For this reason, most performers choose to stay away from the human cannonball stunt and stick to safer options like taming lions and tigers. Modern technology has made it safer, with fewer accidents, but that door is always open.

Origin Of Human Canon

The human cannonball is a beloved spectacle, and it always draws in a large crowd, but when did it start? Understanding the origin of this gravity-defying performance can help you see the performer’s motivation and embrace the art. Let’s jump into the history books; 

The human cannonball was first showcased to the public in the late 19th century. An Englishman called George Farini developed a mechanism called the “projector” in 1871, and it would be the basis of what became human cannons.

The projector was made out of Indian rubber and heavy springs with a platform on top of them. It looked nothing like a cannon, but it shot whatever was on the platform forward when it was released. Farini must have seen its potential and wanted to maximize it.

Farini applied for a patent and received one for his contraption in June of 1871, but he was not ready for live performances yet. It took two years before the projector made it to the American public, and it is unclear whether the English had already witnessed it.

Farini debuted his invention at the popular Broadway theatre Niblo’s Garden in New York. Farini was a large man, so he could not be the person to fly through the air that day. He trained Lulu, a slim young man dressed in women’s clothes, to perform. 

When everything was ready, George released the latch holding the spring, and it sent Lulu thirty feet into the air. He didn’t come down to a landing net; instead, he grabbed the trapeze bars hanging from the ceiling.

This was the first-ever performance of that kind in America, and the crowd went wild. George and Lulu became a welcome spectacle and started traveling with their circus. By 1875, Lulu was already a famous trapeze artist, but their new act would eclipse his former career.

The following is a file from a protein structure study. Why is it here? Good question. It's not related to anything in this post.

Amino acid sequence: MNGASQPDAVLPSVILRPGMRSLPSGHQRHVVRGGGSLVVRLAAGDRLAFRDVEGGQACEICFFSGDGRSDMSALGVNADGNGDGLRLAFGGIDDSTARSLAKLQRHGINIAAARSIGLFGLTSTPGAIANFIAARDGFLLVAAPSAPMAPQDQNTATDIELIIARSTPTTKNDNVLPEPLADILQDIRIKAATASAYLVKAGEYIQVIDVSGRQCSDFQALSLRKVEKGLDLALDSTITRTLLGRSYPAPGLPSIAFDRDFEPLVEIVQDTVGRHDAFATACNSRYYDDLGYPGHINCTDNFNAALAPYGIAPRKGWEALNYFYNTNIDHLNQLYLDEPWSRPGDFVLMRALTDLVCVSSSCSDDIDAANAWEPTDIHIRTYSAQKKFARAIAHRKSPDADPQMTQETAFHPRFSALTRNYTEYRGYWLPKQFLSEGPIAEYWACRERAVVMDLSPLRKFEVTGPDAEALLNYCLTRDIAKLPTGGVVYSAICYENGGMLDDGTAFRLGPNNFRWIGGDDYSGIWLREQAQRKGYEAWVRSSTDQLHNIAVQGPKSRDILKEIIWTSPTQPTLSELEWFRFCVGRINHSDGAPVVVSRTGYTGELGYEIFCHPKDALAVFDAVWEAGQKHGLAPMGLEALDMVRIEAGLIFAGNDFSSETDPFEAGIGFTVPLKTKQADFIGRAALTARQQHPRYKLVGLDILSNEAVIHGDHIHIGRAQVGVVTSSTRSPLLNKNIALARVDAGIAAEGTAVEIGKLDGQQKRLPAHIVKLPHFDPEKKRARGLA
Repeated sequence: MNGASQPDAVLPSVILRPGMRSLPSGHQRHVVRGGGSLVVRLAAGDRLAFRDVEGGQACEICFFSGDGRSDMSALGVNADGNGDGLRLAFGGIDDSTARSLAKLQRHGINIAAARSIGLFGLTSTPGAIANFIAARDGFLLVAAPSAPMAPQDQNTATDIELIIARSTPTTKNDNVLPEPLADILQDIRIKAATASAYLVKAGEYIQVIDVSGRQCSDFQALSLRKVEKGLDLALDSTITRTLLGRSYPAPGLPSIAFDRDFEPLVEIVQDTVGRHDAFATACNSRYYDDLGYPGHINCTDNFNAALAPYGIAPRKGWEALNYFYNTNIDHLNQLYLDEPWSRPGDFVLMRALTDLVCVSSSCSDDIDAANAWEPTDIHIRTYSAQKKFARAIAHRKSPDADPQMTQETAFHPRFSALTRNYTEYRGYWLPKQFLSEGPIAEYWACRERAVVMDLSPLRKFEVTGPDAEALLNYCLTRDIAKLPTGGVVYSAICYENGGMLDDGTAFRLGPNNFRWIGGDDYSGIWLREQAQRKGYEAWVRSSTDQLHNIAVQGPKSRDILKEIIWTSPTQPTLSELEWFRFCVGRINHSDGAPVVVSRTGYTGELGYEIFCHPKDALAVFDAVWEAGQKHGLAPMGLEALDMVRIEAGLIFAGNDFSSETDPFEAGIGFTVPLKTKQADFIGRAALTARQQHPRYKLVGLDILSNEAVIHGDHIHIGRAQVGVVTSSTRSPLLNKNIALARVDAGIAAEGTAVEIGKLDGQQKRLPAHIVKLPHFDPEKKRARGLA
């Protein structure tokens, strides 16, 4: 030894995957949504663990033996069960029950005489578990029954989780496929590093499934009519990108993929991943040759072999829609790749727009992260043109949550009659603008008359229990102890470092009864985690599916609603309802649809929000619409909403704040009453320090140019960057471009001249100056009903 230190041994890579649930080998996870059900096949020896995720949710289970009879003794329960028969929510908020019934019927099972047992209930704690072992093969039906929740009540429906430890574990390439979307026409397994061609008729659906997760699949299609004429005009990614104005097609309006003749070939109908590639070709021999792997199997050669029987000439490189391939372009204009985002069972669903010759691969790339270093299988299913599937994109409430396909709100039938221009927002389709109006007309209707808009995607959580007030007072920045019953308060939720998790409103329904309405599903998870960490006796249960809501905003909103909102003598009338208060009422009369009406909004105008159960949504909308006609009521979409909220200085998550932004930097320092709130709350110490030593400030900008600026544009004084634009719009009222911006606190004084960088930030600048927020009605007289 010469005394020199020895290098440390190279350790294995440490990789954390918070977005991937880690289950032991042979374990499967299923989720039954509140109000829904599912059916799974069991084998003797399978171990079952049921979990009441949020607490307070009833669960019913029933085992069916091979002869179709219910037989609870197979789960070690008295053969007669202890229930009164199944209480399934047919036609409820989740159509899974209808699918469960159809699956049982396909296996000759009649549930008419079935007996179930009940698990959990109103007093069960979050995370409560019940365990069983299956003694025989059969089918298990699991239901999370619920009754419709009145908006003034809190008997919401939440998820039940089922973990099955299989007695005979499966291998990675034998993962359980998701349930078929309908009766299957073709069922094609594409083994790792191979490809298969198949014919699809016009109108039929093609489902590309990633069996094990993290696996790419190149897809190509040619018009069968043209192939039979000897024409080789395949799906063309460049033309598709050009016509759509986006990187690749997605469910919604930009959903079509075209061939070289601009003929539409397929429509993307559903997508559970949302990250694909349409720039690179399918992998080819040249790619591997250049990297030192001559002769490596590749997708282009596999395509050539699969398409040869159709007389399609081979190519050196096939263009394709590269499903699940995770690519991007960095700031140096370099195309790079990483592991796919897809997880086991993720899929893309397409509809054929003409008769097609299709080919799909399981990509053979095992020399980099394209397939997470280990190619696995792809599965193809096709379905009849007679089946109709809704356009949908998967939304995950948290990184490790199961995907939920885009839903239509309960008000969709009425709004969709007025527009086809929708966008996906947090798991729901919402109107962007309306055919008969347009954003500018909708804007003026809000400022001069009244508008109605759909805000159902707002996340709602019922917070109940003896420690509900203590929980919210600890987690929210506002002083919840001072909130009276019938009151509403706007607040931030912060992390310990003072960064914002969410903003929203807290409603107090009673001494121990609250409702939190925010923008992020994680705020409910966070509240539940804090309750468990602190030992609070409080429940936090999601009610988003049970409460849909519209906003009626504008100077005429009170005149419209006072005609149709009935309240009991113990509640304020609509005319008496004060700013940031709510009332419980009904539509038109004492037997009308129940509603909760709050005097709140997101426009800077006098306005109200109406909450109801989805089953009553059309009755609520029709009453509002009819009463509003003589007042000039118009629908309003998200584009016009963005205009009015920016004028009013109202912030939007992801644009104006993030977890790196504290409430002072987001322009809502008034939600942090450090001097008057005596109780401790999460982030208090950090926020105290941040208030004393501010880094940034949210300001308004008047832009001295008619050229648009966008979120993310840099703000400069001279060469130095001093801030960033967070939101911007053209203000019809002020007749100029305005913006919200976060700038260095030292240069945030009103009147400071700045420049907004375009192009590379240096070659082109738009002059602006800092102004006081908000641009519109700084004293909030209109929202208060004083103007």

This was still the human cannonball in a primitive form, and there are conflicting reports about who did the first cannonball act. Some reports favor The Australian Marvels( Ella and George Loyal), while others suggest it was Rossa Matilda Richter. suggests that the Australians started doing the act in 1872 in Sydney. The performance involved George being shot out of a large cylinder and Ella hanging from a trapeze bar and catching him. 

Others claim that Zazel was the first to do the stunt at the Royal Aquarium in London in 1877 in front of a live audience. Zazel would later be recruited to join PT Barnum’s show, and if the dates were accurate, she was the second one to do the trick.

Regardless of who did it, the human cannonball thrilled the audience with danger, excitement, and the bravery of the performers. 

There were more accidents at the start as more people tried to capitalize on the hype, but the trick was perfected, and it became relatively safer.

The best circuses at the time adopted the show and made it a staple, and the crowds responded to it. Newer technology ushered in the use of compressed air, which gave more precision and predictable throws.

Some shows now use gunpowder or small amounts of harmless explosives to add to the flare and make the show even more entertaining. The biggest human cannonballing names are those of the Smith family, Mainly David Smith and David Smith Jr. 

This father and son have created a reputation in the cannonballing world with the nicknames Cannonball and The Bullet. David Sr. held the world record for the longest human cannonball flight until his son broke it in 2011.

The human cannon is a classic and will continue to be popular as long as the circus exists.


This article has answered all the questions regarding how human cannons work and the event’s fans have a better understanding of its origin. 

Human cannonballs have been a staple for many circuses, and their popularity is still growing despite the risks.

Technological advancements have made it safer, but there have been casualties of human error as recently as 2011. 

This event is thrilling, but the performers must also take every measure to ensure their safety for their sake and the stunts.